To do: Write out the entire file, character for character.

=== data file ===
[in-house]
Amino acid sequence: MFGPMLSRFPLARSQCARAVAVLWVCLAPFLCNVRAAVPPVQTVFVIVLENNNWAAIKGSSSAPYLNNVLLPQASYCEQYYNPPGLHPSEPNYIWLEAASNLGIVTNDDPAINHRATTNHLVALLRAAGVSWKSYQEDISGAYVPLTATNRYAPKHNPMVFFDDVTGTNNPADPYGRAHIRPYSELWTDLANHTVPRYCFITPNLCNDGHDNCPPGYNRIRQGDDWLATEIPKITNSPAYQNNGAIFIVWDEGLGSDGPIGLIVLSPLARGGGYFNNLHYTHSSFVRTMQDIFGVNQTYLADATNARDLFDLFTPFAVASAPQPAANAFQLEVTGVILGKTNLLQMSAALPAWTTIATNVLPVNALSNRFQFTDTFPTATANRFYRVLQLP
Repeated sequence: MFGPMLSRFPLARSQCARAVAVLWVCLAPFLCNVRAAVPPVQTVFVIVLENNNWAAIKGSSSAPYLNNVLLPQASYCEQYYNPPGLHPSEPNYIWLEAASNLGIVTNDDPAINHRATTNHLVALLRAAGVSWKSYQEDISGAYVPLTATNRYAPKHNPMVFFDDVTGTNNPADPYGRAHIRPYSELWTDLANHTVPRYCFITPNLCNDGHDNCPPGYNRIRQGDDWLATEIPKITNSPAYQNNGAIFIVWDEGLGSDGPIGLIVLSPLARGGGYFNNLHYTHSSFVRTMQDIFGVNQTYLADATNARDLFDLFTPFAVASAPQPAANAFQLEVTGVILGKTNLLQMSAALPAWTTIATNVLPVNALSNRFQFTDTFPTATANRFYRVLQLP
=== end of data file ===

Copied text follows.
[in-house]
Amino acid sequence: MFGPMLSRFPLARSQCARAVAVLWVCLAPFLCNVRAAVPPVQTVFVIVLENNNWAAIKGSSSAPYLNNVLLPQASYCEQYYNPPGLHPSEPNYIWLEAASNLGIVTNDDPAINHRATTNHLVALLRAAGVSWKSYQEDISGAYVPLTATNRYAPKHNPMVFFDDVTGTNNPADPYGRAHIRPYSELWTDLANHTVPRYCFITPNLCNDGHDNCPPGYNRIRQGDDWLATEIPKITNSPAYQNNGAIFIVWDEGLGSDGPIGLIVLSPLARGGGYFNNLHYTHSSFVRTMQDIFGVNQTYLADATNARDLFDLFTPFAVASAPQPAANAFQLEVTGVILGKTNLLQMSAALPAWTTIATNVLPVNALSNRFQFTDTFPTATANRFYRVLQLP
Repeated sequence: MFGPMLSRFPLARSQCARAVAVLWVCLAPFLCNVRAAVPPVQTVFVIVLENNNWAAIKGSSSAPYLNNVLLPQASYCEQYYNPPGLHPSEPNYIWLEAASNLGIVTNDDPAINHRATTNHLVALLRAAGVSWKSYQEDISGAYVPLTATNRYAPKHNPMVFFDDVTGTNNPADPYGRAHIRPYSELWTDLANHTVPRYCFITPNLCNDGHDNCPPGYNRIRQGDDWLATEIPKITNSPAYQNNGAIFIVWDEGLGSDGPIGLIVLSPLARGGGYFNNLHYTHSSFVRTMQDIFGVNQTYLADATNARDLFDLFTPFAVASAPQPAANAFQLEVTGVILGKTNLLQMSAALPAWTTIATNVLPVNALSNRFQFTDTFPTATANRFYRVLQLP